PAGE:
Paul Manafort was using fraudulently obtained loans and tax-cheating tricks to prop up his personal finances as he became chairman of the Trump campaign in 2016, according to a new 32-count indictment filed against him and his business partner Thursday.
The indictment ratchets up pressure on Manafort and his deputy, Rick Gates, who were already preparing for a trial
.. Mueller accused the men of lying on their income-tax returns and conspiring to commit bank fraud to get loans.
.. these are two fellows on a multiyear tear of lying to every bank they could find about their income. To a federal prosecutor, it’s fairly crude. It’s extensive and bold and greedy with a capital ‘G,’ but it’s not all that sophisticated.”
.. there was one hero in the special counsel’s tale — a bookkeeper who refused an alleged request by Gates to falsely inflate a revenue claim
.. they could be facing de facto life prison sentences.
.. from 2006 to 2015, Manafort, with help from Gates, avoided paying taxes on income from Ukraine by disguising it as loans from offshore corporate entities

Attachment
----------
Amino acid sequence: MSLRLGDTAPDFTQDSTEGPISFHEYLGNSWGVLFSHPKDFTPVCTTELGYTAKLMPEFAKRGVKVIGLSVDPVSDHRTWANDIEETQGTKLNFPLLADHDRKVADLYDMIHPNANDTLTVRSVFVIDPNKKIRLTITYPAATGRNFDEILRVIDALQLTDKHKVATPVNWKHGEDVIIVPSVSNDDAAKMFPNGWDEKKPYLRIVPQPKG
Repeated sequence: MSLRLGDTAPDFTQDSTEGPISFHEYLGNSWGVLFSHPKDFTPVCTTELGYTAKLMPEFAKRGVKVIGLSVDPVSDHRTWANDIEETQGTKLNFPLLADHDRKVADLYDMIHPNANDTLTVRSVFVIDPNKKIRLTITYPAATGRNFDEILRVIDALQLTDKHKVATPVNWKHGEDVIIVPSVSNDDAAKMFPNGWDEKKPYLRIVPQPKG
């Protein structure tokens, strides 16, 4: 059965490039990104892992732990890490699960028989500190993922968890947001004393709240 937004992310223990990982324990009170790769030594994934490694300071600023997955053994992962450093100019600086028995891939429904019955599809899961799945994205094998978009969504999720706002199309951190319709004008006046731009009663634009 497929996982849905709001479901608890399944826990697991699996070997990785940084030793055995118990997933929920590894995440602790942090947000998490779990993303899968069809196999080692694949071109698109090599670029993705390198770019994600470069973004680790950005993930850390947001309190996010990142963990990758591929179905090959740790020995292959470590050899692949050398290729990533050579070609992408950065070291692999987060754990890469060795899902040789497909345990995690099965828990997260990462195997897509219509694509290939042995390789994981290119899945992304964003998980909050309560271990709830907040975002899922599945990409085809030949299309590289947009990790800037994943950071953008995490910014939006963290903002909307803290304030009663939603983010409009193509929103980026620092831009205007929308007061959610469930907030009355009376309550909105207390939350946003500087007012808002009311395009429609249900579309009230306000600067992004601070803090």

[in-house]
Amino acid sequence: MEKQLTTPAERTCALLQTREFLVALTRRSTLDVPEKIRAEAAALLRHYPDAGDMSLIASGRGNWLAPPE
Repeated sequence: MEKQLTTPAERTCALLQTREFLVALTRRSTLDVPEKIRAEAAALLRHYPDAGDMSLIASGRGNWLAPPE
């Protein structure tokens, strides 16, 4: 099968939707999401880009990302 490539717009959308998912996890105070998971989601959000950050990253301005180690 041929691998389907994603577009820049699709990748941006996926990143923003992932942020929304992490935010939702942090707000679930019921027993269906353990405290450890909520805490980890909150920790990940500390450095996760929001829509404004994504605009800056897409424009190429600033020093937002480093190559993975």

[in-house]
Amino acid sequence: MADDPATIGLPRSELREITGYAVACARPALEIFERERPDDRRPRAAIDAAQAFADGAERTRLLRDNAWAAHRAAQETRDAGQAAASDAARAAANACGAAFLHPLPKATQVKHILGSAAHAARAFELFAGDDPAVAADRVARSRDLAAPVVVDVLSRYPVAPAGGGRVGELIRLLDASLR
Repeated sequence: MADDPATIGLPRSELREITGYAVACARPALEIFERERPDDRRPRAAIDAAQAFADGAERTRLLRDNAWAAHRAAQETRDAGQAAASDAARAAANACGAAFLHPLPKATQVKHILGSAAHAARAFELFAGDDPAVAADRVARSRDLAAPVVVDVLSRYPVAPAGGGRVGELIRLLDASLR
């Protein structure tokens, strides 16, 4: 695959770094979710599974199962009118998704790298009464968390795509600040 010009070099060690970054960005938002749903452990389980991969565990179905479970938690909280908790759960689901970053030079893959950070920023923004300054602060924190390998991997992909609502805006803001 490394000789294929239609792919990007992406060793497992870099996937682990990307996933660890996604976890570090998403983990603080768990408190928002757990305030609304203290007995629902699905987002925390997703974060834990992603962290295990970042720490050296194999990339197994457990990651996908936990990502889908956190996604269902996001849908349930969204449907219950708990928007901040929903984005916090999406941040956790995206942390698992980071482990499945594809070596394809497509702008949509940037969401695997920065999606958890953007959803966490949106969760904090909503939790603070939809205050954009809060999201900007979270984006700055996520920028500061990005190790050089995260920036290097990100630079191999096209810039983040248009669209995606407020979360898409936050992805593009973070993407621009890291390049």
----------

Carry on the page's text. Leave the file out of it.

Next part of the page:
.. using foreign bank accounts to make payments to businesses in the United States on Manafort’s behalf.
.. unidentified co-conspirator wrote that a document looked doctored and asked them to “do a clean excel doc” and send that instead.
.. When Manafort joined the Trump campaign as an adviser in early 2016, he agreed to work with no pay
.. prosecutors alleged Manafort was taking out multimillion-dollar loans in those same months, including $5.5 million that he sought in the same month he joined the campaign.
.. Manafort was under significant financial pressure even as he ascended to the top of the Trump campaign in mid-2016.
.. One bank lender “questioned Manafort about a $300,000 delinquency on his American Express card, which was more than 90 days past due. The delinquency significantly affected Manafort’s credit rating score.”
.. On Oct. 25, 2017 — just days before the first indictment was revealed — Gates submitted a false tax document for the 2013 tax year
.. Three of his lawyers had asked to leave the case
.. Thomas C. Green
.. Green is an experienced white-collar attorney with a reputation for cutting plea deals on behalf of his clients.
The ‘genius’ of Trump: What the president means when he touts his smarts